TENG technology is advanced in this new research by applying a core-shell structure. This means it can respond to wind sensitively as it comes from any direction and generates an electrical output.
Each CS-TENG device generates up to 0.14 W/m3, enough to power 124 LEDs. Wind as slow as 2.3 m/s can be harvested by paralleling different-sized CS-TENGs together.
The team built a self-powered water quality testing platform to demonstrate the applicability of the CS-TENG device. They found that the simple structure, environmentally friendly materials, low cost, and simple manufacturing process of the CS-TENG were advantageous and significant for developing environmentally friendly energy harvesting devices.
Organic Solar Cells
In recent energy harvesting developments, researchers from South China University of Technology demonstrated an organic solar cell with over 19% conversion efficiency and long-term stability. The research was published in Nature Energy.
The team altered the molecular chain length of a Y6-analogue and 2,2’-bithiophene unit, modifying its thermal properties, crystallization behavior, and molecular packing. They achieved optimal microstructure and stable morphology, resulting in a solar cell with over 19% efficiency and a 25,000-hour plus lifetime (equating to more than 16 years of operating capacity).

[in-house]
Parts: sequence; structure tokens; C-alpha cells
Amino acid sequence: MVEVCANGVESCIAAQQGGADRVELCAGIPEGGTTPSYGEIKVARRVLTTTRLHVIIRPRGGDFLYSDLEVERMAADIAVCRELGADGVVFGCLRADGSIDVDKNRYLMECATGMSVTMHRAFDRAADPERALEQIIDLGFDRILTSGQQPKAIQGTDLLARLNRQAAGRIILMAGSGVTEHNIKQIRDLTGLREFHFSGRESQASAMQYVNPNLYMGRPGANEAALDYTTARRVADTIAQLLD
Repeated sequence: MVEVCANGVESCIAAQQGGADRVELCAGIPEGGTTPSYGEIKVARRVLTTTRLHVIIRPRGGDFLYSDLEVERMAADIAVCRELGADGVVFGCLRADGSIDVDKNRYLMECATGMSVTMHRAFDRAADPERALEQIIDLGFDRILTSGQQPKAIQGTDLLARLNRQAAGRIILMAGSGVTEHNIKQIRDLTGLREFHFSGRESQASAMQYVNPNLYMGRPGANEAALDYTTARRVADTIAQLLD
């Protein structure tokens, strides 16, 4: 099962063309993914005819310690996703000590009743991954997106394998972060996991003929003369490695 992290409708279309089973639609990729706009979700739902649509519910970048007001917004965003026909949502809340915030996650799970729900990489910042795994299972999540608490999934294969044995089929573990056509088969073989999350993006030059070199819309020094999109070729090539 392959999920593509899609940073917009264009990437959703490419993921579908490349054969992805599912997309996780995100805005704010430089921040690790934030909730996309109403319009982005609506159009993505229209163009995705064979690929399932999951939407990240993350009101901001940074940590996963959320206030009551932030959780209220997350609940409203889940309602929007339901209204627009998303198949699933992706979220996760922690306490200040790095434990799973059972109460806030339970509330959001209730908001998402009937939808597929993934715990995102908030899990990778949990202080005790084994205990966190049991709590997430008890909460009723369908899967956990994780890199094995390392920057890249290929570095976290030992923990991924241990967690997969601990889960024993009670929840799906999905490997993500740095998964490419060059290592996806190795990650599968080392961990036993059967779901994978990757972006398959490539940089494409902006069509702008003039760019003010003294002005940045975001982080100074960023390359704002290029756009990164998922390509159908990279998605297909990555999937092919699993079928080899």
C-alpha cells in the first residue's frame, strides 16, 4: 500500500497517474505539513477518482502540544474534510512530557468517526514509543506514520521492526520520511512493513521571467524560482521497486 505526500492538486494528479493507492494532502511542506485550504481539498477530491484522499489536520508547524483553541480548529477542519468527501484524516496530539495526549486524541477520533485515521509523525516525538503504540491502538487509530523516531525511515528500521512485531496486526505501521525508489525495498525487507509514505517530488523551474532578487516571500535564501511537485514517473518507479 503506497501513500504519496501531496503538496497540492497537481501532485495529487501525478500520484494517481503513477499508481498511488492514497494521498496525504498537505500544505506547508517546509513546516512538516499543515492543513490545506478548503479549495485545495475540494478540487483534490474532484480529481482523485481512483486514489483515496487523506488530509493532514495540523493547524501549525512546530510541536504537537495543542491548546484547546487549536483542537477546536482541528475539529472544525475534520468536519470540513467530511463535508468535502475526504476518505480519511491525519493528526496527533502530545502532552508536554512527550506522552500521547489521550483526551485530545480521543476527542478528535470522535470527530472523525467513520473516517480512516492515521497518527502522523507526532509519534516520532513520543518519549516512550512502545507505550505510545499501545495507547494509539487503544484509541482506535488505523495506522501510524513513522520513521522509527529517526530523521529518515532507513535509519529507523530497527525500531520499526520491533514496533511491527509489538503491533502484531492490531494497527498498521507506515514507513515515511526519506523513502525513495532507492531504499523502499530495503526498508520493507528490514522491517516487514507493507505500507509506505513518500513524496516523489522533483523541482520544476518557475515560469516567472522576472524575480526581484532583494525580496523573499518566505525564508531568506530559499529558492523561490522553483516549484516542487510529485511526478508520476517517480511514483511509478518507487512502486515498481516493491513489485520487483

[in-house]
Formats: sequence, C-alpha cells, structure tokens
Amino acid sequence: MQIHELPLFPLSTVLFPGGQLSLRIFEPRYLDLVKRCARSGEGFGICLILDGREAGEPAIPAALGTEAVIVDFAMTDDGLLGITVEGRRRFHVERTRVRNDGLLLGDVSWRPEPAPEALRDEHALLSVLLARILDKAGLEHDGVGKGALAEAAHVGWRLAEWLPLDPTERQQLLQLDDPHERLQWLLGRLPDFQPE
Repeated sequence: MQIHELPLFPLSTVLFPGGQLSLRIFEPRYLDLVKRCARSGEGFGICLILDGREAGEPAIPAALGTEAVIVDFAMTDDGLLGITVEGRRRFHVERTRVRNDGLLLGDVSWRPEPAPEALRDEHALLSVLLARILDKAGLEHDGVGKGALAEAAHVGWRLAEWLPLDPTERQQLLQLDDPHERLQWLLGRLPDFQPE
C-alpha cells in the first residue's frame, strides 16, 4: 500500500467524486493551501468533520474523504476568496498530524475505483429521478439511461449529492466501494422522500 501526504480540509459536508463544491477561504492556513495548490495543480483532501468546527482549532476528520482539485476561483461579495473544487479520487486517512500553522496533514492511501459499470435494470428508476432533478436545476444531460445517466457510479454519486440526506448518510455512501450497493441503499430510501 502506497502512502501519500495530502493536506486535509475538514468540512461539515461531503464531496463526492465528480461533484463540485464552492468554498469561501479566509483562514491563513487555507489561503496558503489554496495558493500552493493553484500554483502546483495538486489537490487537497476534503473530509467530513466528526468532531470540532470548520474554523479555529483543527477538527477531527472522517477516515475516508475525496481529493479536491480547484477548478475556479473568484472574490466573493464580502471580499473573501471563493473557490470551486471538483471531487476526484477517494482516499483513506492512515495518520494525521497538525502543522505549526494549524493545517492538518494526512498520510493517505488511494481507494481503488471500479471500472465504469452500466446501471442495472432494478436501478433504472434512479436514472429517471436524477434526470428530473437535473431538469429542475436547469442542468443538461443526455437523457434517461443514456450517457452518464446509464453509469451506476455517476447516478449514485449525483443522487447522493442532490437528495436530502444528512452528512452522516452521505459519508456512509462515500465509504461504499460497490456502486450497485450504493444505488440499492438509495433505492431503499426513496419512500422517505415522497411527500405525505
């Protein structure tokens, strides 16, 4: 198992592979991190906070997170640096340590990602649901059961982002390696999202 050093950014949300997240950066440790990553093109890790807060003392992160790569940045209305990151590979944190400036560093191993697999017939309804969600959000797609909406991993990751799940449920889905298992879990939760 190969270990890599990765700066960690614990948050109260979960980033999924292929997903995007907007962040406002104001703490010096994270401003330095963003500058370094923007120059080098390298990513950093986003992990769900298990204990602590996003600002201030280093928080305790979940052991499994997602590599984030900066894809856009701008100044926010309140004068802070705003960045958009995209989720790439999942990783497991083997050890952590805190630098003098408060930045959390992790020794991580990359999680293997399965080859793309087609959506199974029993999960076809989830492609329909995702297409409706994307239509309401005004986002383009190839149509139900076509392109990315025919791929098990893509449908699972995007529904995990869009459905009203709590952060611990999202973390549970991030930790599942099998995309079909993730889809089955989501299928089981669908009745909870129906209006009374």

The team said that oligomeric strategy was essential in developing the organic solar cell and blend morphology. This enabled them to develop novel non-fullerene acceptors for stable, efficient organic solar cells.
Moisture-Induced Energy Harvesting
Another new device simultaneously harvests atmospheric moisture and sunlight to generate power and water. Researchers from Shanghai Jiao Tong University, China, published findings in a recent edition of Nature Communications.
They developed a moisture-induced energy harvesting platform. Using sorption-based atmospheric water harvesting alongside thermoelectric power generation, the team exploited synergistic effects to improve thermoelectric power density in the device by around 346%.
Advancing Perovskite Photovoltaics
Perovskite is emerging as a relatively cheap, accessible, and efficient solar cell material.
Researchers from China’s Nanjing Tech University and Northwestern Polytechnical University expanded the range of deposition methods for screen printing perovskite solar cells with perovskite ink.
Publishing results in the journal Nature, the team demonstrated fast printing rates, high levels of printing control, and efficiencies of 20.52% over 0.05 cm2 of material.
References and Further Reading
Chen, C., et al. (2022). Perovskite solar cells based on screen-printed thin films. Nature. doi.org/10.1038/s41586-022-05346-0
Li, T., et al. (2022). Simultaneous atmospheric water production and 24-hour power generation enabled by moisture-induced energy harvesting. Nature Communications. doi.org/10.1038/s41467-022-34385-4
Liang, Y., et al. (2022). Organic solar cells using oligomer acceptors for improved stability and efficiency. Nature Energy. doi.org/10.1038/s41560-022-01155-x
Wang, Q., et al. (2022). Omnidirectional Triboelectric Nanogenerator for Wide-Speed-Range Wind Energy Harvesting. Nanomaterials. doi.org/10.3390/nano12224046